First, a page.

If that is dictatorship to you, keep in mind that the U.S. is a de-facto two party system where both parties follow a very similiar ideology. The way I see it, from a political standpoint, China isn't that different from the U.S., except that China has more laws restricting personal and economic freedoms.

In Germany, as in most other european countries, for example, we have a liberal, pro-economic party, a conservative party, a workers party, a socialist party, a green party and a few smaller ones. And all of these have a good chance of getting into parliament as long as they receive more than 5% of the vote.

Why I'm glad I dont live there. USA where we can play games tell are minds rot.

pigeon_of_doom:

cainx10a:

He has a good point though.

How? Those percentages he has given are ridiculous. Internet dependance causing crime? Quite hard to spray graffiti or steal when glued to a computer system. Unless he's suggesting that these kids are taking to the streets to fund their habit. And 90% of dropouts just being unable to cope with the demands of study and WoW?, I had to check the date when I saw this article to make sure it wasn't April 1st.

Limits should be determined by responsible guardians (yes, those mythical beasts) who actually know their children.

I strongly believe that MMOs can offer a decent form of escapism from the struggles of daily life for said students who might be living in poverty. Dropping out of School/College mean these students:

1. will have a job with low pay and will keep on living in poverty
2. have children who will follow the same trend (even researches and surveys in the US/CA show that this is actually true)
3. living on welfare
4. Not really contributing to their country as a professional worker

Yes, while the numbers sound far fetched, it's not like the government is completely preventing the Chinese from completely stopping to play online games. And the 3 hours daily limit, seems fair enough.

I must say that I grudgingly agree with this measure. Playing games too much can indeed lead to the neglection of responsibilities, like school work. I know of at least one guy here at Penn State who ended up dropping out because he spent too much time playing Pokemon when he should have been studying.

I certainly enjoy gaming, but if I spend my whole day doing nothing else, I'll feel as though I just wasted an entire day. And I admit that when a game is getting really good, I find it extremely difficult to pull myself away from it, even when I know I should. Having a little timer saying that I need to stop would certainly be appreciated in those situations.

So...I guess that you could say that I'm in support of this measure by the Chinese government. A three hour time limit seems reasonable to me, it would allow one to enjoy the game for a decent amount of time, while still allowing time for other activities.

pigeon_of_doom:

cainx10a:

He has a good point though.

How? Those percentages he has given are ridiculous. Internet dependance causing crime? Quite hard to spray graffiti or steal when glued to a computer system. Unless he's suggesting that these kids are taking to the streets to fund their habit. And 90% of dropouts just being unable to cope with the demands of study and WoW? I had to check the date when I saw this article to make sure it wasn't April 1st.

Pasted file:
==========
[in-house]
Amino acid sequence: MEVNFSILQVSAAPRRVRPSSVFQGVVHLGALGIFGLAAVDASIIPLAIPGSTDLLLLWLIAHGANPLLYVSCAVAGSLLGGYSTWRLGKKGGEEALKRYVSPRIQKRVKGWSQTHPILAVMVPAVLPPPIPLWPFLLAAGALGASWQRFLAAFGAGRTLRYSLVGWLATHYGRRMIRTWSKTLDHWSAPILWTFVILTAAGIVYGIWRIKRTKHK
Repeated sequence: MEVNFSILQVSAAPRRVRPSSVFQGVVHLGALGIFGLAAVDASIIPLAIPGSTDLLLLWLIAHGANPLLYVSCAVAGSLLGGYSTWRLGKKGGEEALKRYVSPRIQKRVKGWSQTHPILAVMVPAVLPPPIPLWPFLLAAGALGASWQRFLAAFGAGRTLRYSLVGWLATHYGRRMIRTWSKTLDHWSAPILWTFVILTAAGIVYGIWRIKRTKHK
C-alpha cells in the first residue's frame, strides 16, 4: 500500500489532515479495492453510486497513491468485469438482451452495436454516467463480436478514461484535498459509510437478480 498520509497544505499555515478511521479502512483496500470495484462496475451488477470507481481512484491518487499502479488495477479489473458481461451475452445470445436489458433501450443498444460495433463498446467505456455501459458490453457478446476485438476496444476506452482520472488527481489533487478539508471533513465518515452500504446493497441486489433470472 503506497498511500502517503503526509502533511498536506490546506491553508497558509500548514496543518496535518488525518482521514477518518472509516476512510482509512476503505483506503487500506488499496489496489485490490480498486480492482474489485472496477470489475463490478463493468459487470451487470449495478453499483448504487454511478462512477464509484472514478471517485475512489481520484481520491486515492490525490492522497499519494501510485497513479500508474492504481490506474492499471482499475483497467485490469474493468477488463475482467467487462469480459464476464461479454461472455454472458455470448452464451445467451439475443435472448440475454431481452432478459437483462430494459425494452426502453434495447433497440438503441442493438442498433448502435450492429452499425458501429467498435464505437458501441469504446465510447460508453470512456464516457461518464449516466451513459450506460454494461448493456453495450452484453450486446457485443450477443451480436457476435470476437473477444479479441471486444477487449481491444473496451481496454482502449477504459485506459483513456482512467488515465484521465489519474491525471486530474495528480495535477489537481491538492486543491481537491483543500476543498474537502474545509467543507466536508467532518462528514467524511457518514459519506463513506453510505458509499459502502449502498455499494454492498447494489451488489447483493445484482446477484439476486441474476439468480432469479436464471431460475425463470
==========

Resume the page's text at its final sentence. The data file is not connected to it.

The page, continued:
Limits should be determined by responsible guardians (yes, those mythical beasts) who actually know their children.

you got it exactly right. Why is it parents have no accountability anymore? When did that change? My parents forced me to go play outside when it was a nice day out, does that still happen?

Regardless, I know China's dictatorship allows the gov't to meddle in the populations lives a lot more than a democracy, but I still don't see this as their responsibility to fix this addiction. Its not a horrible rule, but it is one that shouldn't even have to be there if parents would just start hitting their children again(figure of speech, don't hit your children).

Of course China would say what it did is working, because it's what it did.
You wouldn't tell the world you just pissed off half of your economy.

Call me skepticical...

Tiamat666:

Doug:

Well dur. China is a dictatorship state...

Actually, China is not a dictatorship like Cuba or North Korea. It is a one party system, but it has democratic elements. People can vote representatives, but they all belong to the communist party.

If that is dictatorship to you, keep in mind that the U.S. is a de-facto two party system where both parties follow a very similiar ideology. The way I see it, from a political standpoint, China isn't that different from the U.S., except that China has more laws restricting personal and economic freedoms.

In Germany, as in most other european countries, for example, we have a liberal, pro-economic party, a conservative party, a workers party, a socialist party, a green party and a few smaller ones. And all of these have a good chance of getting into parliament as long as they receive more than 5% of the vote.

I'm not a US citizen - UK - we have 2 main parties, at the moment, and a third who are becoming more popular. Add to that, we have dozens of smaller parties who often end up with a few seats in parliament.

And yeah, China isn't a one man dictatorship, but it is one regardless. One party, one way, no dissent tolerated or allowed to speak.